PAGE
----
An organization called Youth CARES has hidden 24 rubber ducks around the community of Roundup in an effort to boost mental health.
These ducks are each attached to a positive message and whoever finds them is entered into a raffle.
Youth CARES adviser Angie Mozqueda said that the organization was created after survey results showed that mental health had seen a severe drop in Musselshell County over the past year.
"We were at 54 percent and within a year, we jumped to 67.5 percent of our students that are depressed or suicidal," Mozqueda said.
Mozqueda, who doubles as the county's drug prevention specialist, started working on the idea of a mental health organization with Roundup resident Jody Dahl. Dahl recently started a foundation in Roundup focusing on youth and emotional health.
"Really, Angie came to me with the idea this summer," Dahl said. "I mean, instantly I thought it was fantastic, but I never thought it would get going this quickly. It's just one of those positive things that you kind of mention and then it blows up more than you thought it would."
Dahl and Mozqueda said it's been a team effort getting the project going. They partnered with Roundup school counselor Alicia Godfrey to have a better pulse as to what's happening inside the halls.
"Daily, we're dealing with some sort of struggle," Godfrey said. "So, we see it and now we're just trying to do something about it."
And so the group got to work forming an organization that was available for students, but they wanted to do things a little differently by having current students more involved.
"Instead of having adults telling kids what the answers are, we really need to go the peer-on-peer route, where students are helping students," Mozqueda said.
"It just creates more ownership," Dahl said. "When there's students that are going through the same things, I think that really helps."
Once they received a sponsorship that helped fund the project, the group selected current high school students to serve as ambassadors. Thaiden Godfrey and Caitlin Barber were among the crew selected.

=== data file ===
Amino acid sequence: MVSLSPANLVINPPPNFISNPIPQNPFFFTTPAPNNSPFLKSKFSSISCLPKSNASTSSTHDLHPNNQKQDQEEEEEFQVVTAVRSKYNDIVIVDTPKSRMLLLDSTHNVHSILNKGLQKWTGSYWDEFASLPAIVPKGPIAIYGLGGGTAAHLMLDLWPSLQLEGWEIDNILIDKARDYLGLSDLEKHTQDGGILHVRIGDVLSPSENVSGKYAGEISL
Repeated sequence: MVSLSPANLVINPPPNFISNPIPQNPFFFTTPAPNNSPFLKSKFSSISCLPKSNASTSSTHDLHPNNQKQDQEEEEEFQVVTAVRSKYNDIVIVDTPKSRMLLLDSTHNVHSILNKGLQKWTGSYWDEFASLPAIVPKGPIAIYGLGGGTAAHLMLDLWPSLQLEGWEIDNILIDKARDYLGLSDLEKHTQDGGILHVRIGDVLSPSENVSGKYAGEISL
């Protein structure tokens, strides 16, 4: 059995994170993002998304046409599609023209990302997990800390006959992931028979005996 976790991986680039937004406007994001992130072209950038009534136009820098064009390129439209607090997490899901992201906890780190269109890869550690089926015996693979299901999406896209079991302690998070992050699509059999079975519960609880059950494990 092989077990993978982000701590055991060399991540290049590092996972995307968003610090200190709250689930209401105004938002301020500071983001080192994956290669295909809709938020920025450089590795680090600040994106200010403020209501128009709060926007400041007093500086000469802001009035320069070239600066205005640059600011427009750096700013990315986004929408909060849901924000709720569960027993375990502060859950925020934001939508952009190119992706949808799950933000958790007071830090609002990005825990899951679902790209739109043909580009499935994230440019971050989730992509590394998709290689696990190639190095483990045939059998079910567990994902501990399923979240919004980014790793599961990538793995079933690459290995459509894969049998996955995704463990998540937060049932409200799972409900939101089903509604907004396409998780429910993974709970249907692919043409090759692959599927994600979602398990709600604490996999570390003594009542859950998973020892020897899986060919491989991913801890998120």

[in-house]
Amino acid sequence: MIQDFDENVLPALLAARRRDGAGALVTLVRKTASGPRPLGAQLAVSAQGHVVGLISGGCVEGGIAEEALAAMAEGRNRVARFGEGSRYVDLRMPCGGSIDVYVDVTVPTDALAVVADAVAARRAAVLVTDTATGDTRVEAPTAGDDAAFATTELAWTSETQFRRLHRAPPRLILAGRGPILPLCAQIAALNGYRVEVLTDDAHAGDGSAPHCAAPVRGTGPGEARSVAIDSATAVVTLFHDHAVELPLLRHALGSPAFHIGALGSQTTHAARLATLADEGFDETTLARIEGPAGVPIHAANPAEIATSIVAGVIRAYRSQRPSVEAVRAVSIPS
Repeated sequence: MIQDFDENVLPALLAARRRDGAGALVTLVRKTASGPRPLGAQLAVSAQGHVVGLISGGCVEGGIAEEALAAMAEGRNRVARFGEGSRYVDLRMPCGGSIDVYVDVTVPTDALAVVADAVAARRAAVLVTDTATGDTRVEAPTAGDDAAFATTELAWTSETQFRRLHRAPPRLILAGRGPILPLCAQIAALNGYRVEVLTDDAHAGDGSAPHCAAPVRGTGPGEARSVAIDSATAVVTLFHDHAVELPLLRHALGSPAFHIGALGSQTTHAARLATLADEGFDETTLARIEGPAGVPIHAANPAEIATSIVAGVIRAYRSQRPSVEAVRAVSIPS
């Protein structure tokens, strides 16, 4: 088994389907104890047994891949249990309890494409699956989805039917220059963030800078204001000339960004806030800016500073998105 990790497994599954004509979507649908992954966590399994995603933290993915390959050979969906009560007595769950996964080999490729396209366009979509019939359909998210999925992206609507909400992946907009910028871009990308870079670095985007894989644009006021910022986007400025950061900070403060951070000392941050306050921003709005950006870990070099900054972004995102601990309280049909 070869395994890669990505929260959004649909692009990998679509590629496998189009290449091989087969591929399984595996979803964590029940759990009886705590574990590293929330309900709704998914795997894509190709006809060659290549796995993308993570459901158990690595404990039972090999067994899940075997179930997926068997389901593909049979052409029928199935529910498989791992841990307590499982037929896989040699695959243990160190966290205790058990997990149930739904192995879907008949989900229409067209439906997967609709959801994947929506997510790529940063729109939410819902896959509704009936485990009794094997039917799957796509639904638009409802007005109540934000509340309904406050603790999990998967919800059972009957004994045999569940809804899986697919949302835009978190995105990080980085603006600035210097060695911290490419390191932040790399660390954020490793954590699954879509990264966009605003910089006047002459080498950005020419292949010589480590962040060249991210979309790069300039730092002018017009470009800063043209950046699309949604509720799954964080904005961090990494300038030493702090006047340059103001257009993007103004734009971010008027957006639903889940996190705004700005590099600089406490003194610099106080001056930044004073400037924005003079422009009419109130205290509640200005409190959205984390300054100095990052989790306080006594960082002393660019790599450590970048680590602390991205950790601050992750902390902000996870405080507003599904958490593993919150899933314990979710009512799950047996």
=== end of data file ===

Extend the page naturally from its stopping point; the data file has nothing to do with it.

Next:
"I've definitely had my share of my own struggles and having to help my friends and other classmates with struggles," Barber said. "So, having an official program that kids can rely on is definitely something I was excited for."
Both Barber and Godfrey said they were honored to get involved, hoping to help put an end to the issues they see every day.
"There's so many people that feel alone," Godfrey said. "There's not a whole lot for kids to do and that's one of our big things is trying to make activities and get away from things that might not be good for them, like drugs and alcohol."
And that is how the idea of the duck hunt first began. The group attached thoughtful notes to 24 different rubber ducks and hid them around town. When someone finds the duck, they are supposed to post them on social media, sharing the quote and tagging the program's social media accounts.
"I think the goal with posting the messages is just that you never know who's going to see that," Mozqueda said. "It might find the exact person who needs to hear some encouragement and that's what the goal of this whole thing is."
Not only do the people who find the ducks receive encouragement, but they also are entered into a raffle for a $100 Amazon gift card.
So far, 13 ducks have been found by Roundup residents of all ages. Fourth-grader Annabella Fluet is one of the lucky ones who found a duck, and she said the program generated excitement around the community.
"There's not that much stuff going around, like fun stuff like this, so I got really excited," Fluet said. "A lot of my classmates want to find a duck after I found one and so it's been pretty fun."
When asked, Fluet read the note that was attached to her duck and shared her thoughts as to what it means.
"Attitude is the little thing that makes a big difference," Fluet read. "It just kind of makes me think that there's a lot of good people out there and they aren't always bad."
Fluet's mother Cara Fluet said it's nice to see the community offer a program like this for the children.
"I love that something like this is going around and giving these kids something fun and safe to do," Fluet said. "Plus, it has the thoughtful note and gives them something to think about."
So, the next time you're in Roundup, you might want to keep your eyes peeled for this simple game that residents believe will make a big impact.
"You can already see the difference it's made in our youth," Dahl said. "I mean, it's sharing positivity and it's building people up and that's what we want to do."